South Africa’s power utility Eskom yesterday said it had signed an agreement to sell 300 megawatts to its Zimbabwean counterpart, to help alleviate power shortages in its northern neighbour.
Eskom did not say when the agreement was signed, but local energy officials said the talks were finalised last month, with the imports starting towards year-end.
“Eskom has signed a power supply agreement with its Zimbabwean counterpart Zesa, but there is no secrecy about this,” said Eskom in a statement.
“Eskom is part of the Southern African Power Pool (SAPP), and so is Zesa, where member utilities sell surplus electricity to each other depending on the need.”
Zimbabwe has suffered from crippling electricity shortages for most of the last decade, and is producing half of its peak demand of 2000MW from both hydro and coal power generation.
Eskom said it has been involved in the electricity sector in various countries in Africa for a long time, utilising different forms of engagements, mainly bilateral trading arrangements such as Power Purchase and Power Sales Agreements.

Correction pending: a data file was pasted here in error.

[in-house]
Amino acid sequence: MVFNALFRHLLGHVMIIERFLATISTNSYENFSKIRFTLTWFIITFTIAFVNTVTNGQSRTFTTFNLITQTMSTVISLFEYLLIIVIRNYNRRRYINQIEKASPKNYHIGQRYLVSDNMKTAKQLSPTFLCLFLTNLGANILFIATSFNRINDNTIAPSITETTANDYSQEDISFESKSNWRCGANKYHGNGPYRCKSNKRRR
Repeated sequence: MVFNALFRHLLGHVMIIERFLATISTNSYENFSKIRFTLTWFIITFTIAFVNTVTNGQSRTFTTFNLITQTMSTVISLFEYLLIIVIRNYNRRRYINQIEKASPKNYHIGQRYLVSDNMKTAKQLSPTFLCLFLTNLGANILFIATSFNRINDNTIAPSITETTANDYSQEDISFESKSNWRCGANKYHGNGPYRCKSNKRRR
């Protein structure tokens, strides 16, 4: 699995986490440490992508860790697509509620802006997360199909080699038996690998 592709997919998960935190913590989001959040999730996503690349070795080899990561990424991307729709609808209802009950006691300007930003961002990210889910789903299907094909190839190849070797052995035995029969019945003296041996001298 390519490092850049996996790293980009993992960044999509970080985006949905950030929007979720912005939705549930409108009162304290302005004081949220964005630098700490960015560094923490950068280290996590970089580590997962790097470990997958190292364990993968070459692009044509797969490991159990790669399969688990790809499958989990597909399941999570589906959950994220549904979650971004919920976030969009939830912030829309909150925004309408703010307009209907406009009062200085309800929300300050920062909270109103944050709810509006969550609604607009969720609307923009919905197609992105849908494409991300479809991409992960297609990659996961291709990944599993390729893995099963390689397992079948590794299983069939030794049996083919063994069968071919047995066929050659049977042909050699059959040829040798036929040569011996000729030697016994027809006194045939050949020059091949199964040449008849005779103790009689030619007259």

“Eskom is also committed to ongoing participation in the Southern African Development Community (SADC) region through SAPP as an institution,” said Eskom.
“We are aware that our responsibilities to supply our neighbouring countries may create an apparent conflict when the domestic supply-demand balance is constrained. To reduce the impact of exports, we have ensured that power supply agreements with SAPP trading partners are sufficiently flexible to allow for the following controls during emergency situations in South Africa.”
SAPP is made up of South Africa, Botswana, Lesotho, Mozambique, Namibia, Swaziland, Zambia and Zimbabwe.-The Source